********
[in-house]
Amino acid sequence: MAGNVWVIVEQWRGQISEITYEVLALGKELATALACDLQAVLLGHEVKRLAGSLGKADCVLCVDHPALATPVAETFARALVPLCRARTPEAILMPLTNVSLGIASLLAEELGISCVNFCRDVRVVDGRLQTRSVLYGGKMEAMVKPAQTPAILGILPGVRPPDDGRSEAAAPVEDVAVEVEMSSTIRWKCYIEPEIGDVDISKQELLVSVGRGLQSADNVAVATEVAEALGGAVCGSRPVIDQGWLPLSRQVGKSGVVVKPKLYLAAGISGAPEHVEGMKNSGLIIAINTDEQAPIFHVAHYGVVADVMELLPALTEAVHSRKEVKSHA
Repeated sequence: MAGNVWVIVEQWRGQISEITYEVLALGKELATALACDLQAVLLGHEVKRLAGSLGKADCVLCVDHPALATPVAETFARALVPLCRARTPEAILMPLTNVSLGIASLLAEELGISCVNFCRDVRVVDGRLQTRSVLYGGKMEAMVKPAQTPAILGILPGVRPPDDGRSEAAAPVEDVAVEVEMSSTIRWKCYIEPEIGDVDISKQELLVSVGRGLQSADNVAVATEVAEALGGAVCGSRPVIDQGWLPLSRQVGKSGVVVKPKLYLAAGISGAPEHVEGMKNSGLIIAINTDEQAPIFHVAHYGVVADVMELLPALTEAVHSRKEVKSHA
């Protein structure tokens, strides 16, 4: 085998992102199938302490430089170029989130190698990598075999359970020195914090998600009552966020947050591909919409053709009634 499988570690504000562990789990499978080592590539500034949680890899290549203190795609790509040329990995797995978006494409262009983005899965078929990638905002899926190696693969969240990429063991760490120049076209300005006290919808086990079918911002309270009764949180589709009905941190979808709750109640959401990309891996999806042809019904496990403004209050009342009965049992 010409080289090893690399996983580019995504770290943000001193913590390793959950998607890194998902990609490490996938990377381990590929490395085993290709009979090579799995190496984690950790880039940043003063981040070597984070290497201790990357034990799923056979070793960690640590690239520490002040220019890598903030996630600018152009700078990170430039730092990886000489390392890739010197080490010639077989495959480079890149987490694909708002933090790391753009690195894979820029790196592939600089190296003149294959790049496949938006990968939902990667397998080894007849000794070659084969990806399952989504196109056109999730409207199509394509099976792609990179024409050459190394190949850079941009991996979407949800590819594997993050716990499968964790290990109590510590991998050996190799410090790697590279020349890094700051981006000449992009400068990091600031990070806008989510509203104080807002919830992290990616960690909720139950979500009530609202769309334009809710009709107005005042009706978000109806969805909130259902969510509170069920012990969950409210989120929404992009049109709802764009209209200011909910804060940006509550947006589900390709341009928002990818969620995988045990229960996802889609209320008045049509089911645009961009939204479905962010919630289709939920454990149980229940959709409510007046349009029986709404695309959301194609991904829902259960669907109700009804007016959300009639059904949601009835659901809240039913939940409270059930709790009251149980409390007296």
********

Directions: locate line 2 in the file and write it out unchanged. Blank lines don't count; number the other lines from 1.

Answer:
Amino acid sequence: MAGNVWVIVEQWRGQISEITYEVLALGKELATALACDLQAVLLGHEVKRLAGSLGKADCVLCVDHPALATPVAETFARALVPLCRARTPEAILMPLTNVSLGIASLLAEELGISCVNFCRDVRVVDGRLQTRSVLYGGKMEAMVKPAQTPAILGILPGVRPPDDGRSEAAAPVEDVAVEVEMSSTIRWKCYIEPEIGDVDISKQELLVSVGRGLQSADNVAVATEVAEALGGAVCGSRPVIDQGWLPLSRQVGKSGVVVKPKLYLAAGISGAPEHVEGMKNSGLIIAINTDEQAPIFHVAHYGVVADVMELLPALTEAVHSRKEVKSHA